For some years now I've been under a concern about the division of labor in which some people do physical work to the point of exhaustion and have little time for anything else, while others do no physical work at all; I think both sides suffer phsically and mentally from this division. So if we were in the same Meeting and you had money to hire all your work done I might say or ask things that made you uncomfortable. Would this be OK, if I was also willing to hear your queries and concerns about my choices that disturbed you?
--My email is joannahoyt@yahoo.com

forrest said...

What I have found extremely disturbing in the years since I joined is that, at least around here, we do NOT seem to have 'a shared faith'--neither a shared belief system (unless it's The Testimony of Prudence) nor any of what I call faith, ie trust in the spiritual power that lives us and the world into existence.

Something I've found illuminating and consoling about this is Chuck Fager's piece on how our predecessors thought of Quakers as 'a people'. (Several peoples, he says, can be equally 'chosen' for their several inscrutable purposes...) A 'people' does not all need to be ideal, does not all need to 'get it,' or understand their mission as a people. Much of what I see among us reminds me of what I've seen & read about 'Jewish renewal' etc. Like many Jews, many Quakers have been searching our traditions for more life than most of our people have come to consider normal. And of course the root of both traditions is something greater, capable of breaking through the shells that've grown over it through the years. (See http://www.quaker.org/quest/peoplehood-1.htm)

If you'd been reading your Quaker history, you'd see where Margaret Fell was already complaining, towards the end of her life, that Quaker Meetings were getting far too concerned about externals, what she called a 'poor silly gospel' of 'plain' clothes. The local (Pacific Yearly Meeting) Faith & Practice boils 'simplicity' down to ~"Is your life so centered in God that all things take their rightful place." Perhaps you, and your critics, could agree on that?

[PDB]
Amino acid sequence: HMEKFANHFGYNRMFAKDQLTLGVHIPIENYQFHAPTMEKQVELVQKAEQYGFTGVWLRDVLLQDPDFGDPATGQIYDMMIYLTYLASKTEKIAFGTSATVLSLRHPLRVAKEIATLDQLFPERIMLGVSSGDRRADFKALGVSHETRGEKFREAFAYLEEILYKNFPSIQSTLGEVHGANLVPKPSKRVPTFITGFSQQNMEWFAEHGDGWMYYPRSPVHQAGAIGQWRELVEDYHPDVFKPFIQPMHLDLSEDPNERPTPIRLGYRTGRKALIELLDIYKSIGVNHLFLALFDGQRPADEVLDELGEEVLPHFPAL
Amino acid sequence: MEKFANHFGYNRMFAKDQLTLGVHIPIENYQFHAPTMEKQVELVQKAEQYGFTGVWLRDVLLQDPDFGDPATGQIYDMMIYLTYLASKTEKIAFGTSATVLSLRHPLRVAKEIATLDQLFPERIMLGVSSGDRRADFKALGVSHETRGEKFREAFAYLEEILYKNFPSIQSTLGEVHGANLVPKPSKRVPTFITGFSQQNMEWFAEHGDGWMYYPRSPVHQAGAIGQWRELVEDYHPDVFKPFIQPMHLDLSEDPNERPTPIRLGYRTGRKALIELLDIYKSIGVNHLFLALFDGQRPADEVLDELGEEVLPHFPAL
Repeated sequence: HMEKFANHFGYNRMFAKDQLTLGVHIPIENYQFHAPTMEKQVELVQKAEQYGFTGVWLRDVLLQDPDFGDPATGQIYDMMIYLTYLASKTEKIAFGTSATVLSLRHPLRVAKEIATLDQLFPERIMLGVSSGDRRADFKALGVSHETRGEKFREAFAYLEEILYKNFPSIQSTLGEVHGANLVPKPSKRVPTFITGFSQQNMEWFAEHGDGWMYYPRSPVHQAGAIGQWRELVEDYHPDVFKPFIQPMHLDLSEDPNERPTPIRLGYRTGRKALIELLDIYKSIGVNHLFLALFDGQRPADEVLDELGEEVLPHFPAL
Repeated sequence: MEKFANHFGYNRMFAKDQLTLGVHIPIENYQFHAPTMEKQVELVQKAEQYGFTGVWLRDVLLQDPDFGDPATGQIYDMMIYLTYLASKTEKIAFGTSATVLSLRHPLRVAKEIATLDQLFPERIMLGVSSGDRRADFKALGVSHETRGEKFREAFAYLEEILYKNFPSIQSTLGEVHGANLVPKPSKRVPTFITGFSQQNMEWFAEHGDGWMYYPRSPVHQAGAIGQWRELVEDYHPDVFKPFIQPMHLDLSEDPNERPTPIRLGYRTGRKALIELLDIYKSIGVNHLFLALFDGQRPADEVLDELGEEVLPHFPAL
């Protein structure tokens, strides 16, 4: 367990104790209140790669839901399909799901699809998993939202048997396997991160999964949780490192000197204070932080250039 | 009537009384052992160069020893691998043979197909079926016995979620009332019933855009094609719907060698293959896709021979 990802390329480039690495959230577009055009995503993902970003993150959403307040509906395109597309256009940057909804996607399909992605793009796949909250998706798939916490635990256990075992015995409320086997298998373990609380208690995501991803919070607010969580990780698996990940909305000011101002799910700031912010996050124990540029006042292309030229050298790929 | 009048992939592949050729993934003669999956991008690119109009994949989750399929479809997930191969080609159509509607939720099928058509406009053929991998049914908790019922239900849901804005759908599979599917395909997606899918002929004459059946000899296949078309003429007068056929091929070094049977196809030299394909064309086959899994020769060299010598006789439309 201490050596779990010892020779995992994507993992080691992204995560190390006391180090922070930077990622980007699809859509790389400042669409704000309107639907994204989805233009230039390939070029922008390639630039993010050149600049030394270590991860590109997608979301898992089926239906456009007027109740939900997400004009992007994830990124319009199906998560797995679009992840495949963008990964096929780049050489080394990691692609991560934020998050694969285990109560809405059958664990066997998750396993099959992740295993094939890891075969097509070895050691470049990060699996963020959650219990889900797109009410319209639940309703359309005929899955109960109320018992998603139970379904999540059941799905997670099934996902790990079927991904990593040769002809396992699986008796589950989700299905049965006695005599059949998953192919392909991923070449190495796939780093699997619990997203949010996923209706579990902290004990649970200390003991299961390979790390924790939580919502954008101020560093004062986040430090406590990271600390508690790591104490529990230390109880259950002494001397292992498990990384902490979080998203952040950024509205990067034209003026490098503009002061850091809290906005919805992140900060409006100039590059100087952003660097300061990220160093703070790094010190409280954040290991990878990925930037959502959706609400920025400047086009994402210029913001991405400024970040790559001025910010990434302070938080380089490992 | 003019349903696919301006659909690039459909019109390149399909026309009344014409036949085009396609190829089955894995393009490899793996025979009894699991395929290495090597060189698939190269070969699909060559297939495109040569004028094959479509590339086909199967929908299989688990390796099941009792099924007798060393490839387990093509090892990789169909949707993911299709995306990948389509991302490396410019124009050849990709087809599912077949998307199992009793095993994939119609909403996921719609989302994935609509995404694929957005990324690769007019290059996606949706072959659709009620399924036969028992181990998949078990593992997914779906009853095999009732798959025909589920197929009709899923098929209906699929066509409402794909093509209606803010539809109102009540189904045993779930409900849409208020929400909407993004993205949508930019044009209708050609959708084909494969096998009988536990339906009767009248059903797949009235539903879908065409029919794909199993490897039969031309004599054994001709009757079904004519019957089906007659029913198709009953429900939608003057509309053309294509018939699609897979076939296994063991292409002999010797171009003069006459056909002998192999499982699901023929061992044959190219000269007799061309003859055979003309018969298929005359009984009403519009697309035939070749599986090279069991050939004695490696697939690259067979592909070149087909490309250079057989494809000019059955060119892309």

staśa said...

Jeanne and Hystery, thank you.

One of the things that really bothers me is when Friends assume that I am "one of those people" who thinks anything goes, and anything should go, in the RSoF. In reality, I'm actually quite conservative in my Quakerism. And I'm never sure where they get the idea that I'm one of the "Quakers'll let you believe anything you want" kind, although a lot of it clearly comes from their assumptions about Pagans, Paganism, and my ministry.

Michael, a lot of what you wrote speaks my mind, and you give me food for thought, too.

Our "Quaker culture" should be an outward sign of our inward beliefs and values... not a litmus test or yard stick by which we judge other Friends. (Or ourselves, which I believe is part of the point of the Association of Bad Friends.)

QuakerDave said...

I was going to say something about what Troy said, but I see that worked itself out. I have had a number of "Troys" visit at my blog and have felt judged and hurt by those kinds of remarks. Which used to make me wonder what kind of religion I'd gotten myself into!

I just wanted to thank you for this post. As a convinced Friend for about seven years, I feel like there's a set of rules and behaviors I'm always having to strive to live up to, and yet, I know that just trying to do that should be enough. I'm still a Quaker, warts and all.

Sarah Elizabeth said...

Su Penn-- smoking Quakers exist in high school / AYF, where participants in general are much more accepting of personal choice. Or maybe it's just the folly of youth, huh?